Tokyo Ghoul: Pinto

OVA (1 ep x 24 min)
3.754 out of 5 from 6,599 votes
Rank #2,669

Photographer Chie Hori first meets Shu Tsukiyama when they're classmates in high school, and she's not afraid when she learns his secret.

Source: Netflix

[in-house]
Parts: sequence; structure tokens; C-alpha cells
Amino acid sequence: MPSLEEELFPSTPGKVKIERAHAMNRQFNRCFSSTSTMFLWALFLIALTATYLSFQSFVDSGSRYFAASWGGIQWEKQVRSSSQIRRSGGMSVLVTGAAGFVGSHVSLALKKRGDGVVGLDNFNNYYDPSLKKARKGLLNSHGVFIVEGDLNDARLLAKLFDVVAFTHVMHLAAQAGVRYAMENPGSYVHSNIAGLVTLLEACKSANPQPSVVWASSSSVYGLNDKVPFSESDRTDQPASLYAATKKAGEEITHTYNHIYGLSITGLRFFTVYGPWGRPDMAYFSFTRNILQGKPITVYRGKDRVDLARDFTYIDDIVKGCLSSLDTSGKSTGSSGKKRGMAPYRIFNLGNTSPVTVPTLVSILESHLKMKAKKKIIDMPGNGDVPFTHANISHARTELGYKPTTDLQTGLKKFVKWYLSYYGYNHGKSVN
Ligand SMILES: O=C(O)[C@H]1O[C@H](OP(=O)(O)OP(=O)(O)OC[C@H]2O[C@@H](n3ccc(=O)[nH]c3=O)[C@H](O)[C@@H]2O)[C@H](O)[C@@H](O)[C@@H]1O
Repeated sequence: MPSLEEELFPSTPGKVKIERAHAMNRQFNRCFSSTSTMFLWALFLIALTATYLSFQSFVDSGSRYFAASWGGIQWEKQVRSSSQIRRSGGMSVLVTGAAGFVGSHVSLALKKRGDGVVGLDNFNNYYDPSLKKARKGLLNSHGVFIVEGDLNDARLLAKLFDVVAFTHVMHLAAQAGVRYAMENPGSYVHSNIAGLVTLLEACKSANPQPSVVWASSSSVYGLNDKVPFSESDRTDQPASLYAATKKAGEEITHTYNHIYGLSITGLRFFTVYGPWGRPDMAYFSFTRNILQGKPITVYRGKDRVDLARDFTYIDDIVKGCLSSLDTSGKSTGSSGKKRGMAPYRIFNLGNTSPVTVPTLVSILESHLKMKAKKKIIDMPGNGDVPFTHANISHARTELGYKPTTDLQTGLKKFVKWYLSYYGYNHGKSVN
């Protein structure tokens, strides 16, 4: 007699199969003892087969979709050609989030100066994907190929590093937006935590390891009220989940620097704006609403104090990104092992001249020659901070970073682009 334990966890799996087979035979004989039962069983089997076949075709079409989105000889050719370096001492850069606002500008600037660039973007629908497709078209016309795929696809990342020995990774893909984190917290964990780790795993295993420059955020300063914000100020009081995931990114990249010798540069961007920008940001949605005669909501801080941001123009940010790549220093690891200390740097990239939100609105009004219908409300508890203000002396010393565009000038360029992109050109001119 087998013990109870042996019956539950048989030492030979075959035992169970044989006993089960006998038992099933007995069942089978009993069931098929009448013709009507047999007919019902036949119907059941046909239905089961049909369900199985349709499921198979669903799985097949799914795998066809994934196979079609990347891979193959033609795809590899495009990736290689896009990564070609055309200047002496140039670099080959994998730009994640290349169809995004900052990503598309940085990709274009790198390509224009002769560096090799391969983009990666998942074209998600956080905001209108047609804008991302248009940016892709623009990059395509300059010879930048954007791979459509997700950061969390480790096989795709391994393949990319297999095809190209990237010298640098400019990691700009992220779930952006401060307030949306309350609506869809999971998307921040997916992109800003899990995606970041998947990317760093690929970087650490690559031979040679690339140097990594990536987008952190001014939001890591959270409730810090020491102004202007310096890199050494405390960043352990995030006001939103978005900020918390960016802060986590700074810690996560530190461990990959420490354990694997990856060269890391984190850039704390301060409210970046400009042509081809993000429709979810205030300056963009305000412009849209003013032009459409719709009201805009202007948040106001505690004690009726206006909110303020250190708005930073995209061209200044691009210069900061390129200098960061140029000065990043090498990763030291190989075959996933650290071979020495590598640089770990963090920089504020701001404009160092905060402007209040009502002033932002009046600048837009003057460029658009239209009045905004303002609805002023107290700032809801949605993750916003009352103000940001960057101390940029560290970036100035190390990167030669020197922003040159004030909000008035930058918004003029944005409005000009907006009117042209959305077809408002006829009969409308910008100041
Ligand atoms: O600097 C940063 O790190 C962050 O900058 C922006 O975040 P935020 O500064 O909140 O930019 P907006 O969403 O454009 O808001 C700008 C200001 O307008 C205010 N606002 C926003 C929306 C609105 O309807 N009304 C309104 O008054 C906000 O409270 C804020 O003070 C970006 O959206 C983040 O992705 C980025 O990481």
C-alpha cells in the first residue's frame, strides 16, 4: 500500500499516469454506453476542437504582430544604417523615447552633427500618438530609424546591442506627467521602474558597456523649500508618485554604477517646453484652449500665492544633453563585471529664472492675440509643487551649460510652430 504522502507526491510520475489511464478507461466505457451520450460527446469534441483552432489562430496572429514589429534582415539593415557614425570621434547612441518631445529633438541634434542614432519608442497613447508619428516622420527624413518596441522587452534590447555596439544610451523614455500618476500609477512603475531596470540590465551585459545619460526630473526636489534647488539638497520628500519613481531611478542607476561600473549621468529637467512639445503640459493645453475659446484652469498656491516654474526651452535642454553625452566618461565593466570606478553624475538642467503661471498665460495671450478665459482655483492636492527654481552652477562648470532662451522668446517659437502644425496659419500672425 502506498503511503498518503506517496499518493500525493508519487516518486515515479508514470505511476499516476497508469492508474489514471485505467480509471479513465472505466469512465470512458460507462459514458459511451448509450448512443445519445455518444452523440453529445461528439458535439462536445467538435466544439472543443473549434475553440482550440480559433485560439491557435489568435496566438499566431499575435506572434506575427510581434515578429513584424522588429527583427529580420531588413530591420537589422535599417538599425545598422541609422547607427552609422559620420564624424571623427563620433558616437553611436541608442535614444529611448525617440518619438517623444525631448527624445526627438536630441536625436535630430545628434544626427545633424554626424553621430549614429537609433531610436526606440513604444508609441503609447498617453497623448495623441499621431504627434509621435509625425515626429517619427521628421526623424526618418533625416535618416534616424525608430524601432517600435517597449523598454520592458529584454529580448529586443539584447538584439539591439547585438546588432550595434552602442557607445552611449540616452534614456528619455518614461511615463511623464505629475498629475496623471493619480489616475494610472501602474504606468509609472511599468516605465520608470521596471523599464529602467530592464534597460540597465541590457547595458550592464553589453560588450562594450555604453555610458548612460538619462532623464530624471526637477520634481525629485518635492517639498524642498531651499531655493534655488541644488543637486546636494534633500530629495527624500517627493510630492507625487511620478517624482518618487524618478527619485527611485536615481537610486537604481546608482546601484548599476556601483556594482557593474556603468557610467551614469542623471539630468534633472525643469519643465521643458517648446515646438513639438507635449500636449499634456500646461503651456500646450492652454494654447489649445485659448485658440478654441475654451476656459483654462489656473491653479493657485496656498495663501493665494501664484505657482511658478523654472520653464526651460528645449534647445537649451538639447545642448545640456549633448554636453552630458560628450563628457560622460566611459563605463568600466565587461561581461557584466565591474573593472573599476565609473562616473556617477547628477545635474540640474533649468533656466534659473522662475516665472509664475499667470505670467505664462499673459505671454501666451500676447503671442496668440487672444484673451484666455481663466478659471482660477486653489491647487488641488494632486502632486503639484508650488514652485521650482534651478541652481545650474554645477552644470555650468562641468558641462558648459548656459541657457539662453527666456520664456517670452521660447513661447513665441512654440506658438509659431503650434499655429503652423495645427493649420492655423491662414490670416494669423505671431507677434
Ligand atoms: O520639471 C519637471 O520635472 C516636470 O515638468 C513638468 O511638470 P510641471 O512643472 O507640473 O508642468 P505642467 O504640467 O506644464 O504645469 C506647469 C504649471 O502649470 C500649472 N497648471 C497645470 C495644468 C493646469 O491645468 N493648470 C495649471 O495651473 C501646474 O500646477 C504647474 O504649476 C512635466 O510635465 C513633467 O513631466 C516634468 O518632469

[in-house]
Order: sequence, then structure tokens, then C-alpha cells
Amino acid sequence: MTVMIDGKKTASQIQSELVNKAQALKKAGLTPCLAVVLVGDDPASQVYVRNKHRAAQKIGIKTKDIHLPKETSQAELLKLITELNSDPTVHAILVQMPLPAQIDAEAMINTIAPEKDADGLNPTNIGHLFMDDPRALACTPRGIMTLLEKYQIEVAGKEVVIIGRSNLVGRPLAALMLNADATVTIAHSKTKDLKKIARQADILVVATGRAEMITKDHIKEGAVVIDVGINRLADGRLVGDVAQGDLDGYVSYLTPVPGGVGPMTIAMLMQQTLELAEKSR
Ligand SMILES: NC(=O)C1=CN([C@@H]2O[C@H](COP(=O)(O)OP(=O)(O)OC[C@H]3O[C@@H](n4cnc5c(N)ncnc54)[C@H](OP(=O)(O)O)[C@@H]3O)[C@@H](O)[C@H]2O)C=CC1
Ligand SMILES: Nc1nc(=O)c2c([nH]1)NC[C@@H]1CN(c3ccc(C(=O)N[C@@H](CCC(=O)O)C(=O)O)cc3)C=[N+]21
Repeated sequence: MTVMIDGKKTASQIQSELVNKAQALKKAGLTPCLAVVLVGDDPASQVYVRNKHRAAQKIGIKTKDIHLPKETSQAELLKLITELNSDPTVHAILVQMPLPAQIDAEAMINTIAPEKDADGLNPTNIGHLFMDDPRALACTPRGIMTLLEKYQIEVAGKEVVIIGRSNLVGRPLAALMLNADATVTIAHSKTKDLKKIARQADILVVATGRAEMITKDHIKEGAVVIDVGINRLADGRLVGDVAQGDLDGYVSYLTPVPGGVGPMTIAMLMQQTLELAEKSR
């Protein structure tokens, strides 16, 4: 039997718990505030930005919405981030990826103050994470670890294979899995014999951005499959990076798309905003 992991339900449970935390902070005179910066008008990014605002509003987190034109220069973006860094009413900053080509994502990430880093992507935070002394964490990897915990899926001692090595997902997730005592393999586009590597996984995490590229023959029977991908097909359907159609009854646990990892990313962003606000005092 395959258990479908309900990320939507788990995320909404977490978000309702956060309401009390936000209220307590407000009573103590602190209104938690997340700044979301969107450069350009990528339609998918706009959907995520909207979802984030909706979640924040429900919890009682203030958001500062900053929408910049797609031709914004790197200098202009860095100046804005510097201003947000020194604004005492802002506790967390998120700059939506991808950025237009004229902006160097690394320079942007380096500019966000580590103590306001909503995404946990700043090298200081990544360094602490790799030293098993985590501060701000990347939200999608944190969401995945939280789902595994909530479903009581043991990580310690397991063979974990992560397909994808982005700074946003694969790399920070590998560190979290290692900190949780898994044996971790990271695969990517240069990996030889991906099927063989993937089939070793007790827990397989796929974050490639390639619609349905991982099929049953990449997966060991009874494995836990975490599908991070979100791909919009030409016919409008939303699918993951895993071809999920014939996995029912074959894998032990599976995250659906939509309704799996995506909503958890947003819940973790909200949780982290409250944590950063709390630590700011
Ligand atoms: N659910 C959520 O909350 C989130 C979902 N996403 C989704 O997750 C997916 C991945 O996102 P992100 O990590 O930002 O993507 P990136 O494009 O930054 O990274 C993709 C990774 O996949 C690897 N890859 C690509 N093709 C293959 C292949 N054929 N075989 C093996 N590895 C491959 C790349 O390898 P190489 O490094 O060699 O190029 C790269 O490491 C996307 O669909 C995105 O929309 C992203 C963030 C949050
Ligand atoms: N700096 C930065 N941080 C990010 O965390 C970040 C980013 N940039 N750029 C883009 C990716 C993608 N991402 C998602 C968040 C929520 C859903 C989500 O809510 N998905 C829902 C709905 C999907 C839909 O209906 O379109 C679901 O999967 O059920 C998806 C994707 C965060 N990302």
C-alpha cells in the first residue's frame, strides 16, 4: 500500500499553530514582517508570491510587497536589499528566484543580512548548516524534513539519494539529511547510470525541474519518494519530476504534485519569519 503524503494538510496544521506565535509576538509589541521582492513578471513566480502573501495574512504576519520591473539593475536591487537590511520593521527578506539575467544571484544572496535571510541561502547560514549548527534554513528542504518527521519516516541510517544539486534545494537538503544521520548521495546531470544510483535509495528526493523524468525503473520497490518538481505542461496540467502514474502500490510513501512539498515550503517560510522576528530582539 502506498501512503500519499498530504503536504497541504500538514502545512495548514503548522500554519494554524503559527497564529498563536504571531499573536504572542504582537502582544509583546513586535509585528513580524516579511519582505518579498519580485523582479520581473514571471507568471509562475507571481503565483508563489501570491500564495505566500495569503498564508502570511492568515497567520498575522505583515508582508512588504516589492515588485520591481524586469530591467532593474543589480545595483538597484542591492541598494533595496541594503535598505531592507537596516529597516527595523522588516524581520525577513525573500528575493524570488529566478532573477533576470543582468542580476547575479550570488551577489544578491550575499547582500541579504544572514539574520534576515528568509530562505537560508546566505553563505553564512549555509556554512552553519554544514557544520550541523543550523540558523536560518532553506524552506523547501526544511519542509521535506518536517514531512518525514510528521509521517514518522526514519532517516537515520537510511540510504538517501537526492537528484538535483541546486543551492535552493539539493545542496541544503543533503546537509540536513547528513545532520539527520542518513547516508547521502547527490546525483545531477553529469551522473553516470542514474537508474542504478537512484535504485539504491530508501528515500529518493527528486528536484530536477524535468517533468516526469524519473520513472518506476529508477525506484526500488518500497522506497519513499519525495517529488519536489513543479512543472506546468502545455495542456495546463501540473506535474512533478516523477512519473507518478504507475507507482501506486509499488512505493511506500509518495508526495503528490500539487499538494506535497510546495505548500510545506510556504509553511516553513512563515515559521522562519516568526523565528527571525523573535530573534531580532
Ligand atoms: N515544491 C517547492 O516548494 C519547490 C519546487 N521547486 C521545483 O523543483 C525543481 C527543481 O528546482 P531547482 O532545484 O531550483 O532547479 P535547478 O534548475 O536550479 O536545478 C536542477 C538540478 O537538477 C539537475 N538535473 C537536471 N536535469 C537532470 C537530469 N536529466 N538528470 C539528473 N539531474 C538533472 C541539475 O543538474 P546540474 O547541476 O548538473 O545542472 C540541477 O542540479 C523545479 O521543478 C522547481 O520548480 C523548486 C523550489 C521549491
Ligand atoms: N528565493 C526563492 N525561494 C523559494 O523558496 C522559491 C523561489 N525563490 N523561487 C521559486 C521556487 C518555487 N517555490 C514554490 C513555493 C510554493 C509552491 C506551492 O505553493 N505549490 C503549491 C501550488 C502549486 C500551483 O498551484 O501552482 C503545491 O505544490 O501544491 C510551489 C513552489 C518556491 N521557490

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"Tokyo Ghoul: Pinto," an OVA that dives into the backstory of Shuu Tsukiyama, a character notorious for his eccentricity and complex persona within the "Tokyo Ghoul" universe, aims to provide viewers with insights into the origins of his obsessions and his peculiar relationship with humans. Adapted from a side story in the novel series, this OVA explores the themes of friendship, obsession, and the blurred lines between predator and prey, set against the dark and enigmatic backdrop of Tokyo's ghoul-infested shadows. Scattered Rays of Depth A Glimpse into Madness: Despite its limitations, "Tokyo Ghoul: Pinto" succeeds in offering a deeper look into Tsukiyama's character, shedding light on the origins of his gourmet obsession. This exploration into his psyche provides a somewhat intriguing perspective on his motivations, albeit briefly. Visual Continuity: The OVA maintains the franchise's signature aesthetic, with its dark, moody visuals and moments of intense, graphic action. This consistency helps to keep "Pinto" anchored within the "Tokyo Ghoul" world, offering fans a familiar visual experience. Unraveled Threads Surface-Level Skimming: One of the primary issues with "Tokyo Ghoul: Pinto" is its failure to dive deep into the complexities of Tsukiyama's character. The narrative skates over the surface of his backstory, offering only fleeting glimpses of depth, which leaves his character arc feeling somewhat incomplete and unfulfilled. Disconnected Narratives: The story struggles with pacing and coherence, feeling disjointed at times and lacking the emotional impact necessary to make Tsukiyama's story resonate. The connections between his past and present are loosely tied, missing the opportunity to fully integrate this backstory into the larger narrative of "Tokyo Ghoul." An Appetite Unsatiated: For an OVA centered on a character known for his extravagant and dramatic flair, "Tokyo Ghoul: Pinto" surprisingly lacks the intensity and engagement expected. The exploration of Tsukiyama's relationships and his descent into obsession feels underwhelming, failing to captivate or provide significant new insights. A Fleeting Shadow Despite its ambition to enrich the lore of "Tokyo Ghoul" by delving into Tsukiyama's past, "Tokyo Ghoul: Pinto" falls short of its potential. While it offers moments that hint at a more profound exploration of its central character, these instances are too sparse to form a compelling narrative. Conclusion "Tokyo Ghoul: Pinto" stands as a missed opportunity to deepen the understanding of one of the series' most intriguing characters. While it retains the visual style and thematic elements of the franchise, it struggles to deliver a story with the depth and emotional resonance that fans might have hoped for. Ultimately, this OVA leaves viewers with more questions than answers, serving as a reminder of the complex tapestry of "Tokyo Ghoul" that could have been further enriched with a more detailed and cohesive exploration of Shuu Tsukiyama's enigmatic past.

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